SeaWorld has this morning announced that it’s ended the practice of breeding orcas in captivity. It’ll also stop running its theatrical shows, replacing them with what it calls “natural” encounters with the animals—but only by 2019.
SeaWorld currently looks after 24 orcas. In a statement, Joel Manby, the company’s President and Chief Executive Officer, explained that these will be “the last generation of orcas in our care.” Instead, the focus will shift to other animals and, apparently, the “expanded advocacy for wild whales, seals, and other marine creatures.”
Last year, SeaWorld’s San Diego park stopped its theatrical shows, but only after Adam Schiff, a southern California congressman, announced plans to introduce a bill that would ban all public displays of orcas. Now the company is expanding that policy across all of its parks, too, replacing them with “new, inspiring, natural orca encounters” what will “focus on orca enrichment, exercise, and overall health.”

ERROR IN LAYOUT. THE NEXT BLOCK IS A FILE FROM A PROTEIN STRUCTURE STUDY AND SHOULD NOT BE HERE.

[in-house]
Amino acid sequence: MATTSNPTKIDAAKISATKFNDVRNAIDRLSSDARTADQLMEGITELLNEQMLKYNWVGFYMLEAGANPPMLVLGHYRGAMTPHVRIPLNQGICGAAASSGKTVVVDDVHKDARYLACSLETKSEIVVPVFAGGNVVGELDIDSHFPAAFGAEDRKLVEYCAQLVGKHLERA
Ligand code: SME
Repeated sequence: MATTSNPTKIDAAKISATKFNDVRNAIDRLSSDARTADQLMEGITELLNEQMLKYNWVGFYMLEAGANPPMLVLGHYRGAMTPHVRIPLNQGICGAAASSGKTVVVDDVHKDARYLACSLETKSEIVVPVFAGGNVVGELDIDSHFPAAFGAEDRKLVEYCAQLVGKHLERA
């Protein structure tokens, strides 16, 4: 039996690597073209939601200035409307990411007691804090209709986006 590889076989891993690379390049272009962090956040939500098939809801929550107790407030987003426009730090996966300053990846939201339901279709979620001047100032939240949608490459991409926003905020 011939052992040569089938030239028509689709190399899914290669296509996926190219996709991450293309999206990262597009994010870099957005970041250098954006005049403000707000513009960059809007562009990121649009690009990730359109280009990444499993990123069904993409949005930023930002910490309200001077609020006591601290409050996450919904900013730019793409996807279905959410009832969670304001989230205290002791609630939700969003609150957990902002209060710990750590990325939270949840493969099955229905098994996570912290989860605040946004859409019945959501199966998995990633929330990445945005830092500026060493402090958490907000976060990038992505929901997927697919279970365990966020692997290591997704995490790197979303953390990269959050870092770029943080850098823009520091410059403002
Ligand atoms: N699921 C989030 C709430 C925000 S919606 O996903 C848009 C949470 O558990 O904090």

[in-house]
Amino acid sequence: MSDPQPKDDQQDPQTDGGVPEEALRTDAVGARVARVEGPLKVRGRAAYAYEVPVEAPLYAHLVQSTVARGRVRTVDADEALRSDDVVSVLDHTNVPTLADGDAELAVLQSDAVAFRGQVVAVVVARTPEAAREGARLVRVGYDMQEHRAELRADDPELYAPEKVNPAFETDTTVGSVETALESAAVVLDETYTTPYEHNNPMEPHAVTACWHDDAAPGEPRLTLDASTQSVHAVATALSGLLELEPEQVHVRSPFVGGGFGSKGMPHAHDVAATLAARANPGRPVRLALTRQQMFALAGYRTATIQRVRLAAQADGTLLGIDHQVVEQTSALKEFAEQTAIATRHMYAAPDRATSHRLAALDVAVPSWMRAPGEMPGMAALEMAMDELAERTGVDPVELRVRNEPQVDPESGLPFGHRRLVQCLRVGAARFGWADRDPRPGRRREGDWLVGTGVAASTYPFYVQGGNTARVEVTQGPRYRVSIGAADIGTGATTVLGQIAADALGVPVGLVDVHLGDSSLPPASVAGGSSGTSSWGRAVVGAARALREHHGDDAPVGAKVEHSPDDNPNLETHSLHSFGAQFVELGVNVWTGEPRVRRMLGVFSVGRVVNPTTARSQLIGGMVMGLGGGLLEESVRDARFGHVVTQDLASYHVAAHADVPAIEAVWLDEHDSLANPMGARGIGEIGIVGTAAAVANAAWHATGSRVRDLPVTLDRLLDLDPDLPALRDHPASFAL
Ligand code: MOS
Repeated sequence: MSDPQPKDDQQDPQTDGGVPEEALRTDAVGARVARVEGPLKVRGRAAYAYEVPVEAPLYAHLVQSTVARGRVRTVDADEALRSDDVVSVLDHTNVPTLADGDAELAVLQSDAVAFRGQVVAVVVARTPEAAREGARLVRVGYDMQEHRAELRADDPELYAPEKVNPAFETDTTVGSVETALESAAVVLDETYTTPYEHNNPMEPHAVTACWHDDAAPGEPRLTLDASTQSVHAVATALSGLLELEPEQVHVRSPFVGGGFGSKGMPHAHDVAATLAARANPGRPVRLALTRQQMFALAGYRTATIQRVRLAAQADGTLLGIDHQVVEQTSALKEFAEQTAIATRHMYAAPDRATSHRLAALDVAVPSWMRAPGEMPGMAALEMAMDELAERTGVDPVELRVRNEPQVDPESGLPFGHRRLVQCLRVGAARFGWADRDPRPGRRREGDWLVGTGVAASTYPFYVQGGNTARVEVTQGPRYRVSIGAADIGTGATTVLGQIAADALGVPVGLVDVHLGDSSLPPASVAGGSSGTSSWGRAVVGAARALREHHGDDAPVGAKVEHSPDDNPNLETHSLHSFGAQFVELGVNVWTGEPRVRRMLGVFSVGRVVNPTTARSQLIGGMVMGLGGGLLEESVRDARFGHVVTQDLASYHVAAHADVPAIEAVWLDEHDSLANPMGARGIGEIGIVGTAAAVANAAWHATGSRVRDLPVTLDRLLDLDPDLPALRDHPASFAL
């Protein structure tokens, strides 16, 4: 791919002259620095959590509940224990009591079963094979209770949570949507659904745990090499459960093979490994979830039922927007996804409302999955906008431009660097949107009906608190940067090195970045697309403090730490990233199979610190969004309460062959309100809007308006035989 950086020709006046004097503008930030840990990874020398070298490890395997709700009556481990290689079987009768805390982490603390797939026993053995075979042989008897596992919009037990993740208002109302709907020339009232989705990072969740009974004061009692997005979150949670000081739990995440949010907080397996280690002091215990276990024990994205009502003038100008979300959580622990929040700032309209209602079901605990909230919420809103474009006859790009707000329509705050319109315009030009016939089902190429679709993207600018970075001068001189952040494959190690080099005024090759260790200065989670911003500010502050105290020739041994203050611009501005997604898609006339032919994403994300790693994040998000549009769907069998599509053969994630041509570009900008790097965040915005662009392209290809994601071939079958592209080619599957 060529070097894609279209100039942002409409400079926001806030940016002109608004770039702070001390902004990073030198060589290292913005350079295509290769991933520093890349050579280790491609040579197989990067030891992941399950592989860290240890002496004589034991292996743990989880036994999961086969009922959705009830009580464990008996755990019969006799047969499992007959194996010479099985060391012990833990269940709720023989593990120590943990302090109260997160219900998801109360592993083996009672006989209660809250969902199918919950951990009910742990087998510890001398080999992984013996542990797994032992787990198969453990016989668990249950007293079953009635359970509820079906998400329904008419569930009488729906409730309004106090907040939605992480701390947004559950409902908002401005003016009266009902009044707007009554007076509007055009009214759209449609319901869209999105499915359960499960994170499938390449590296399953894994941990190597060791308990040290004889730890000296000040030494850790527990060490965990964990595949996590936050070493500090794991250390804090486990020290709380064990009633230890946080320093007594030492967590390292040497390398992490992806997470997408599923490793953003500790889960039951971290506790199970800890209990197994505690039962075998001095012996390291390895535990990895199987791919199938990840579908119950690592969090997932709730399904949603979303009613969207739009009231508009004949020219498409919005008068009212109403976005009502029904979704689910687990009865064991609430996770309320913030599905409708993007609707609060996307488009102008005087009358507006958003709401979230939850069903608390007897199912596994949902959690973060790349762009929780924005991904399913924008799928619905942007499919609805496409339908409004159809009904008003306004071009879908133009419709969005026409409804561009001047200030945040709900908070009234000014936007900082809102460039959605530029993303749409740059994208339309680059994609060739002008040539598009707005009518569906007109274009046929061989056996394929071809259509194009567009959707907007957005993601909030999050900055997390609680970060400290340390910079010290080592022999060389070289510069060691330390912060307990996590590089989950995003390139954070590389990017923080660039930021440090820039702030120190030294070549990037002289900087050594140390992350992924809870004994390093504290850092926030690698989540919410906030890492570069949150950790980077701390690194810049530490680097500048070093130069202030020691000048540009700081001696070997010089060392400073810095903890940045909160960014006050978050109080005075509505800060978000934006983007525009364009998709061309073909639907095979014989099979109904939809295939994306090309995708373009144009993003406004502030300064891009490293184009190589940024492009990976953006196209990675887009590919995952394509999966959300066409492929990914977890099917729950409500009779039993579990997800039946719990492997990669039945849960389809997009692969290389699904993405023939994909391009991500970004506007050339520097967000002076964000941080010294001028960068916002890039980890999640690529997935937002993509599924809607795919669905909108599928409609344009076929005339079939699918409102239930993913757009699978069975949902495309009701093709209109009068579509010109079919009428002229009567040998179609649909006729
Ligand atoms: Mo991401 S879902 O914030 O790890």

While the halt on breeding starts today, though, the changes to show schedules will take much longer to come into action. The shows will stop in San Diego next year but will continue in Orlando until 2019. Which serves to demonstrate that SeaWorld isn’t suddenly doing this because it’s had an attack of conscience—it’s doing it because of rising public pressure. In part that pressure was created by the 2013 documentary Blackfish but, guys, we all saw Free Willy. We all known orcas find open waters and real waves rather pleasant. We all know SeaWorld sucks.
But given it can still make a few bucks out of running shows for the next three years, orcas be damned, while it busies itself creating a business model that’s a little less shameful and cruel? Hey, it may as well.